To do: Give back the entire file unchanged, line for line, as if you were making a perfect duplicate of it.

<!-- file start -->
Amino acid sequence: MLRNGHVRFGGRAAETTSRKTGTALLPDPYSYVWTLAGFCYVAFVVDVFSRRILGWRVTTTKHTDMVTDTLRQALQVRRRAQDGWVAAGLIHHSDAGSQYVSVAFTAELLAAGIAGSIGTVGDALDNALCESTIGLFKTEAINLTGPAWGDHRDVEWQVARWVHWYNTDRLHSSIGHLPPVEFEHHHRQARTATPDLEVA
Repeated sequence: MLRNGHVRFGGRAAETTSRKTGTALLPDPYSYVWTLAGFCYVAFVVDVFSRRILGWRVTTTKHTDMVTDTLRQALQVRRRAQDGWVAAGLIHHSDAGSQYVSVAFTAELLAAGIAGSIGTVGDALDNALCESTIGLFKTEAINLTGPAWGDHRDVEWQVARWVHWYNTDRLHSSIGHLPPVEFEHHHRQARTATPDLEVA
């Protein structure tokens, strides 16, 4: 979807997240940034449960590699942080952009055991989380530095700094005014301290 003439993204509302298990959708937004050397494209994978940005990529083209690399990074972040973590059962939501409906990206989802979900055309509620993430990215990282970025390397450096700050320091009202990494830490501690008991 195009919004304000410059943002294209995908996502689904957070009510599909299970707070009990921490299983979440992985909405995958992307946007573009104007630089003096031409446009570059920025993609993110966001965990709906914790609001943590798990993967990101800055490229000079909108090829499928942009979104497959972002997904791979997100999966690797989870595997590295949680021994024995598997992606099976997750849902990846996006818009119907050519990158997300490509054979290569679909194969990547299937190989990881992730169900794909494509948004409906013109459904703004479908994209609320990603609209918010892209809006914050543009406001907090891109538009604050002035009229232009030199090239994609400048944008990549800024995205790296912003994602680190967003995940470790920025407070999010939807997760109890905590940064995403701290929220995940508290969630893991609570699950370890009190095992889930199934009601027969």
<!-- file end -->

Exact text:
Amino acid sequence: MLRNGHVRFGGRAAETTSRKTGTALLPDPYSYVWTLAGFCYVAFVVDVFSRRILGWRVTTTKHTDMVTDTLRQALQVRRRAQDGWVAAGLIHHSDAGSQYVSVAFTAELLAAGIAGSIGTVGDALDNALCESTIGLFKTEAINLTGPAWGDHRDVEWQVARWVHWYNTDRLHSSIGHLPPVEFEHHHRQARTATPDLEVA
Repeated sequence: MLRNGHVRFGGRAAETTSRKTGTALLPDPYSYVWTLAGFCYVAFVVDVFSRRILGWRVTTTKHTDMVTDTLRQALQVRRRAQDGWVAAGLIHHSDAGSQYVSVAFTAELLAAGIAGSIGTVGDALDNALCESTIGLFKTEAINLTGPAWGDHRDVEWQVARWVHWYNTDRLHSSIGHLPPVEFEHHHRQARTATPDLEVA
């Protein structure tokens, strides 16, 4: 979807997240940034449960590699942080952009055991989380530095700094005014301290 003439993204509302298990959708937004050397494209994978940005990529083209690399990074972040973590059962939501409906990206989802979900055309509620993430990215990282970025390397450096700050320091009202990494830490501690008991 195009919004304000410059943002294209995908996502689904957070009510599909299970707070009990921490299983979440992985909405995958992307946007573009104007630089003096031409446009570059920025993609993110966001965990709906914790609001943590798990993967990101800055490229000079909108090829499928942009979104497959972002997904791979997100999966690797989870595997590295949680021994024995598997992606099976997750849902990846996006818009119907050519990158997300490509054979290569679909194969990547299937190989990881992730169900794909494509948004409906013109459904703004479908994209609320990603609209918010892209809006914050543009406001907090891109538009604050002035009229232009030199090239994609400048944008990549800024995205790296912003994602680190967003995940470790920025407070999010939807997760109890905590940064995403701290929220995940508290969630893991609570699950370890009190095992889930199934009601027969």